Car accident personal injury attorneys know that every accident is different and has its own unique “signature” in terms of causes and injuries and liability assignment. But as with many things that come in large numbers (like 5.5 million car accidents per year in the U.S.), there will be at least some similarities between accidents.
One of the major similarities is the injuries that victims suffer in these various accidents. Injuries can range from minor cuts and bruises to life-threatening injuries that may include internal bleeding. But it’s also not just the physical injuries; most accidents have residual emotional and/or mental effects on victims that may linger for weeks or months after an accident, depending on the severity of the incident.
It is useful to know that sometimes your car accident injuries are not known right away; there are cases where a person in an auto accident may not develop any signs of injury for days afterward, and thus may not necessarily connect the accident to the physical problem. It is always prudent you get thoroughly checked out by a medical professional to ensure that you are OK and have a full assessment of injuries and trauma in case you see fit to file a claim.
Car Accident Injuries Determined By Where You Sit
There have been several studies conducted in regards to auto accident injuries and a link of their severity to where a person is seated in the car when involved in an accident. And it turns out that it does not matter the specific seat (driver’s, passenger, rear, etc.) that determines the severity of the injuries, despite some seats having more items with which to make the impact (windshield, steering wheel, dashboard, etc.).
The research revealed that the severity of the injuries is directly correlated to the person who is seated closest to the impact point. One may think that makes perfect sense – but it is a warning that no one specific seat in a vehicle is safer than another – all of them face their own risks.
Commonly Injured Body Parts From Car Accident Injuries
In all those millions of car accidents each year in America, every human body has the same limited surface area to face impact and possible injury. And with a limited surface area in all those accidents, injuries are likely to be confined to only a few prominent areas of the body. Let’s take a minute to explore the most common parts of the body to be impacted by car accidents.
In many ways, the head is one of the more vulnerable parts of the body, as most people are tall enough to have their heads above the body of the car and be protected primarily by the only glass. Rear and front impacts can jolt the head forward or backward into headrests or dashboards, which can cause brain injuries such as concussions or facial or skull injuries like bruised or broken bones.
The neck tends to move with the impact of a vehicle in any direction, and violent movements can affect muscles and tendons in the neck area, as well as put force against the vertebrae. Neck injuries are common, with whiplash being the most prevalent because of the forceful impact that causes the neck and head to move violently in one direction without volition.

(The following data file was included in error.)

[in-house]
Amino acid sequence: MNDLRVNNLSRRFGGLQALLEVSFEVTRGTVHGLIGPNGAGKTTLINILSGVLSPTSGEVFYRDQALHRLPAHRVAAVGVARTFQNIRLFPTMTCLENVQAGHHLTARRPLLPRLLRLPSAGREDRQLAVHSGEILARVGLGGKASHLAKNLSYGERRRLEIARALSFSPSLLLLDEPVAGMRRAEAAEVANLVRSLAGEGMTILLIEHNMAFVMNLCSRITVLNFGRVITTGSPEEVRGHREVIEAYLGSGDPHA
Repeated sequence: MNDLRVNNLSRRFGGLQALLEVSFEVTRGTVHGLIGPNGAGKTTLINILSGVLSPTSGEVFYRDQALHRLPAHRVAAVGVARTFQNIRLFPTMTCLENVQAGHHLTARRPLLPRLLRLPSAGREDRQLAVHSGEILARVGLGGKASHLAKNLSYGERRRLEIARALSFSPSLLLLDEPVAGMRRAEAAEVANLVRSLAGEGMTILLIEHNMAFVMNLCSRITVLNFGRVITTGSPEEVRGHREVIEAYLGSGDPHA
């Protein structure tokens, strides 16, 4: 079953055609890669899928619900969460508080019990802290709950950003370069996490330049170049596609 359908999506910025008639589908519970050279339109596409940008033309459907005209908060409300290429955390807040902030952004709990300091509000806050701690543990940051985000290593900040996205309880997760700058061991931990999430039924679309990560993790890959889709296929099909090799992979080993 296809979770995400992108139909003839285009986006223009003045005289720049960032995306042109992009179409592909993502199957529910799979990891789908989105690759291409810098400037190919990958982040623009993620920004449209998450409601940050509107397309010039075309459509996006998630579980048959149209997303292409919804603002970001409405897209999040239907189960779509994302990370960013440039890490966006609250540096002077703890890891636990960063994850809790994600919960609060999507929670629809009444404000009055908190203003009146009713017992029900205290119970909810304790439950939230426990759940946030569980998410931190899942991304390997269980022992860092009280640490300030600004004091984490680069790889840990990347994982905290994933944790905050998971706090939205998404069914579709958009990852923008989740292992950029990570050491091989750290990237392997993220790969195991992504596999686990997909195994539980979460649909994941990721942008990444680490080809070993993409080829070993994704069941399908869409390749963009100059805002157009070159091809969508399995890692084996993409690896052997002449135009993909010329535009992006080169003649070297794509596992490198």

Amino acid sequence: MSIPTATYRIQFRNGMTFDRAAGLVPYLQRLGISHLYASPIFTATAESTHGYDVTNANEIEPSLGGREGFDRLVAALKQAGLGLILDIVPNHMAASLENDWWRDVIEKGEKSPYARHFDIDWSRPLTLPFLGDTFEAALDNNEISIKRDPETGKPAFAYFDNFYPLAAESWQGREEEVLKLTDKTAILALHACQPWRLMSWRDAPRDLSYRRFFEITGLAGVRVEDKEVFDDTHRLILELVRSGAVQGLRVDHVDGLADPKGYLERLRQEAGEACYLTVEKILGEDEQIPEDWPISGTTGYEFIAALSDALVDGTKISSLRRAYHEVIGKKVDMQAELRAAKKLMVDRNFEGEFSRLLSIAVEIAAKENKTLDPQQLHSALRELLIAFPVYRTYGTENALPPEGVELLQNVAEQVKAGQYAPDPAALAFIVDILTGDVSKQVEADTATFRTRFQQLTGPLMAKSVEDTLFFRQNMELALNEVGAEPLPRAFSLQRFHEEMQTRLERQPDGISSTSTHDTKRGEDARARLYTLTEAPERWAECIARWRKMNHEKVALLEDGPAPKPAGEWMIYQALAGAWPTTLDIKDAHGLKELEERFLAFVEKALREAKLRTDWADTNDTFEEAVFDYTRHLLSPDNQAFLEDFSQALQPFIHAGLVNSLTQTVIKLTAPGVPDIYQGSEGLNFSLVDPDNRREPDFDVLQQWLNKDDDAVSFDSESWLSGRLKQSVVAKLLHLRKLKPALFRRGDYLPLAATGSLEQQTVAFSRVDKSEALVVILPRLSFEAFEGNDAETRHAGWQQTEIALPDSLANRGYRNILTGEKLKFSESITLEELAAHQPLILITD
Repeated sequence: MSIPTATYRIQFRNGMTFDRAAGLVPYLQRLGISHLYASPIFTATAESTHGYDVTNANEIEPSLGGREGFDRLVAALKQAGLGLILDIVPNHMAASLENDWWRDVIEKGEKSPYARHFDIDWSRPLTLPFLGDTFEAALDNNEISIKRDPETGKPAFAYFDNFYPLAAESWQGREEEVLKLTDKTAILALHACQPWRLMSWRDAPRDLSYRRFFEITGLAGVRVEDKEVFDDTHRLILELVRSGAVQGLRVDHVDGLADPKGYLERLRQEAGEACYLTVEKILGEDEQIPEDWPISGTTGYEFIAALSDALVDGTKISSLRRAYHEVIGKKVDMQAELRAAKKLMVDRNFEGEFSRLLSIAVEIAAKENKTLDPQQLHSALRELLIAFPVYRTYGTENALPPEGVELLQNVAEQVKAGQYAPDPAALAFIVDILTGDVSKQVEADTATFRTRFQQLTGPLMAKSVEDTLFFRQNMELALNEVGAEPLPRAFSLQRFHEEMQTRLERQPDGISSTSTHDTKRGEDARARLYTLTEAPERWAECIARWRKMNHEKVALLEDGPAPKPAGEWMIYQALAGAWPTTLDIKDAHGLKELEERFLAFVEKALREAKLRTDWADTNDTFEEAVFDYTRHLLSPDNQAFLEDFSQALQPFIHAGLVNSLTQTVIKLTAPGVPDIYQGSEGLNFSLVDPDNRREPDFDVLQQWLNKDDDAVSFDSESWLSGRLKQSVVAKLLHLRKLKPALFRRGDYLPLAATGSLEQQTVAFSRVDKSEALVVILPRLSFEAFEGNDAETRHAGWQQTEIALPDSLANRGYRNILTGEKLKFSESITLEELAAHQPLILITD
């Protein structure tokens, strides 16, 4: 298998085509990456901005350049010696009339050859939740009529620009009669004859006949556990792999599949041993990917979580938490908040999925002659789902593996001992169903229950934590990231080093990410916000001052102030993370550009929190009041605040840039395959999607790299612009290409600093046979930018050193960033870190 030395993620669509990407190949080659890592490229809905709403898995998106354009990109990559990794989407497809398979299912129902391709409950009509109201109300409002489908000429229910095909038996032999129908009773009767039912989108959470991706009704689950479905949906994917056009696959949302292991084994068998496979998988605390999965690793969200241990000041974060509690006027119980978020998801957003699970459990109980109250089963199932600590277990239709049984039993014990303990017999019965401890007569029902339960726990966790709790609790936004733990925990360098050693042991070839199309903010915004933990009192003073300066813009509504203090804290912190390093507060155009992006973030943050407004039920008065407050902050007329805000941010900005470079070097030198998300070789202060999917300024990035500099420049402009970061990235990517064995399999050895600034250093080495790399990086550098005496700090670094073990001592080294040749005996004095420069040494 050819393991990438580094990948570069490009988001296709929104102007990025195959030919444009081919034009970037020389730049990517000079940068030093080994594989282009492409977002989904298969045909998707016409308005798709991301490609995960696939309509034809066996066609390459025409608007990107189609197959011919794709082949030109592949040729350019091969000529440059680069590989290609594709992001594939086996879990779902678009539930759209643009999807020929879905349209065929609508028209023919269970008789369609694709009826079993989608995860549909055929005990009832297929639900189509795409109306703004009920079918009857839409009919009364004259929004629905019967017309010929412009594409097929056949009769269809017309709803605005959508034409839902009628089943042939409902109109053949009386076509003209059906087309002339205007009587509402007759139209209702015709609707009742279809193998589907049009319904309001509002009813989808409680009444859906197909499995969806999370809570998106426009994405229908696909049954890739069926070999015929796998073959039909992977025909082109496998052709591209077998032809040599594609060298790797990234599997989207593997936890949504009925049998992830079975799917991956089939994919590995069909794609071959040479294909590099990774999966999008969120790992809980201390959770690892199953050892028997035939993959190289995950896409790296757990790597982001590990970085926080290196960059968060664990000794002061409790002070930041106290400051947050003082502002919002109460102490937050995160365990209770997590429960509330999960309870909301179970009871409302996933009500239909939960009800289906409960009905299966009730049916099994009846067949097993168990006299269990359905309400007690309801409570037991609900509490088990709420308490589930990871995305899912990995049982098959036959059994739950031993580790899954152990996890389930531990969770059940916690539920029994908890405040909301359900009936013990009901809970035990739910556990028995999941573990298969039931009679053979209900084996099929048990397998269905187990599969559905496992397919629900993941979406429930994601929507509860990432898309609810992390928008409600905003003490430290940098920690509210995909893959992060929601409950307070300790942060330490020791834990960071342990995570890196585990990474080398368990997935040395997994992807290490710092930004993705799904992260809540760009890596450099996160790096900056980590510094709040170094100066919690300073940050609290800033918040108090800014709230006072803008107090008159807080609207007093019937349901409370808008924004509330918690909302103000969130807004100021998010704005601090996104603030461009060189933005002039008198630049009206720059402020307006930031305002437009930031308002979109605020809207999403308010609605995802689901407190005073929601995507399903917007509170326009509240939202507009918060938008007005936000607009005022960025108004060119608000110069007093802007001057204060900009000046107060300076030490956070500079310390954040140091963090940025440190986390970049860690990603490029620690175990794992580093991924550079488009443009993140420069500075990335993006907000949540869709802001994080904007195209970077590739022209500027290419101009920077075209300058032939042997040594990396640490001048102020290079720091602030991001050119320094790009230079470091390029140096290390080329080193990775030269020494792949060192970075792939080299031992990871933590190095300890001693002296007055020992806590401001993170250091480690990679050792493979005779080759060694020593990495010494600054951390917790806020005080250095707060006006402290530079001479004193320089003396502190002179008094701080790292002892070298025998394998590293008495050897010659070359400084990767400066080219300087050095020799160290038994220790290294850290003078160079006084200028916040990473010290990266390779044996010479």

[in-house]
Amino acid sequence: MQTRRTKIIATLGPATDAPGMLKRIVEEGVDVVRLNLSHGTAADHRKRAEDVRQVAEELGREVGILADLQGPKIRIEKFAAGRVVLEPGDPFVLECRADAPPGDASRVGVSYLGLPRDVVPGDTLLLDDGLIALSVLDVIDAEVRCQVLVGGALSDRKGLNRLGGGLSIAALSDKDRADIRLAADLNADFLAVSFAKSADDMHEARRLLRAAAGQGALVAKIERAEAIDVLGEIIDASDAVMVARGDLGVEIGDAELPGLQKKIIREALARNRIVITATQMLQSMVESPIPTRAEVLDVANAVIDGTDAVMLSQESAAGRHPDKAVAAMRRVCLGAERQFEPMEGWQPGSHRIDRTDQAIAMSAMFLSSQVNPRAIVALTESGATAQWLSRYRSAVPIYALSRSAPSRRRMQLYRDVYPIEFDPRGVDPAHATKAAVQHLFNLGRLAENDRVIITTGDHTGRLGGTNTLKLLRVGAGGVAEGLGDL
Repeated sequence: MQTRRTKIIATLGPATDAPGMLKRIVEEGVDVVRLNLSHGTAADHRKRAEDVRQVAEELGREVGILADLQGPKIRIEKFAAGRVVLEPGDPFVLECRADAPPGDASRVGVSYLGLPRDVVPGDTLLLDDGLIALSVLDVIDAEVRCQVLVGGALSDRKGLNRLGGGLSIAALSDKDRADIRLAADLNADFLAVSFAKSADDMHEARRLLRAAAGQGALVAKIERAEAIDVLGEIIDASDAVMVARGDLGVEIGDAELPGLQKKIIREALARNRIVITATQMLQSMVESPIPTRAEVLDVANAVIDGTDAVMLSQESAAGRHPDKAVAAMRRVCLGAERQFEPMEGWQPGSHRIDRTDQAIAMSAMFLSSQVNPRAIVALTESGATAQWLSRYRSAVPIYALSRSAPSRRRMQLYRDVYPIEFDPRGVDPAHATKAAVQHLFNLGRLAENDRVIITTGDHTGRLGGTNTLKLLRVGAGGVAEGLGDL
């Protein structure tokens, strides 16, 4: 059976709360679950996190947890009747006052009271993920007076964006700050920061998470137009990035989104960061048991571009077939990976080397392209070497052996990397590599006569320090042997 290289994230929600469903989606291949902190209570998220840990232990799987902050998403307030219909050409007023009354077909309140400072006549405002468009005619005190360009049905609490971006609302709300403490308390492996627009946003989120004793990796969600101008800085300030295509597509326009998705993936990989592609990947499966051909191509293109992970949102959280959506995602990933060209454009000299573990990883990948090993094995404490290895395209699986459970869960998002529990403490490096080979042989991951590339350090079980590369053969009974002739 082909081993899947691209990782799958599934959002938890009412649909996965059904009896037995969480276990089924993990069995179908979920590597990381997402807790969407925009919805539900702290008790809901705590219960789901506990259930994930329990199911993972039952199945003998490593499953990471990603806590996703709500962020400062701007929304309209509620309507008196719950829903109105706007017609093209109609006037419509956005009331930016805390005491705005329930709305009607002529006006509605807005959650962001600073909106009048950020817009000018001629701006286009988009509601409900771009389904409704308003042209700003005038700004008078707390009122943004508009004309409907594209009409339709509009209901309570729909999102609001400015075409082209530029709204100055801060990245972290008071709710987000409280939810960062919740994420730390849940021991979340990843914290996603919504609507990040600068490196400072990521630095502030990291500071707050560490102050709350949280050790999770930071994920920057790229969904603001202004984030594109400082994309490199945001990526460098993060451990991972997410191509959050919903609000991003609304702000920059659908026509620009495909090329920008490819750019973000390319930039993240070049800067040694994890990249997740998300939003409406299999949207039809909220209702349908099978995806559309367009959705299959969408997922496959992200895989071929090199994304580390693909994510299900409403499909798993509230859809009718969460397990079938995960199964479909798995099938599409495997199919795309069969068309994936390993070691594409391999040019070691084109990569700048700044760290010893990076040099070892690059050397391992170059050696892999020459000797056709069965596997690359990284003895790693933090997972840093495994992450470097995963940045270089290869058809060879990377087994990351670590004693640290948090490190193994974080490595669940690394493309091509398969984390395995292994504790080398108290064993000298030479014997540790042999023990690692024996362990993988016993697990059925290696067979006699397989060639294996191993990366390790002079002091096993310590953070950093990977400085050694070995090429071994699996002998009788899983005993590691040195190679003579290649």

The chest is one of the broader parts of the body and is one that can take a large amount of impact against dashboards, steering wheels, and other parts of the car. Common chest injuries include bruised or broken ribs, collapsed lungs, internal bleeding, and muscle or nerve damage in the chest or shoulders. Even in cars with airbags, the risk of some kind of chest trauma is real, though of course the severity is mitigated by a bag that functions properly. Any chest injury, however, should be treated immediately by medical personnel.
Car seats can provide basic support during a crash so that it does not collapse or fold up around your body, but it does not provide much support to your back upon impact. As the seat belt tightens around you and pins your back against the seat on impact, the resulting stress on back muscles combined with the force of impact can cause middle- and lower-back injuries such as strains or sprains, or even some broken vertebrae or spinal cord damage in, particularly violent impacts.
Defend Your Body & Contact A Car Accident Lawyer
Being a defensive driver is not a show of cowardice; it is a show of strength to be vigilant and watchful for any potential conflicts with other vehicles and keeping your body safe and healthy. However, if you do find yourself compromised by a car accident, make sure you get checked out by medical professionals to determine the extent of your injuries. Then, contact a car-accident personal-injury attorney in Memphis who can thoroughly investigate your accident, assess your particular case and give you counsel on the next steps to defend and maintain your rights to be restored whole. Contact us today to schedule a consultation.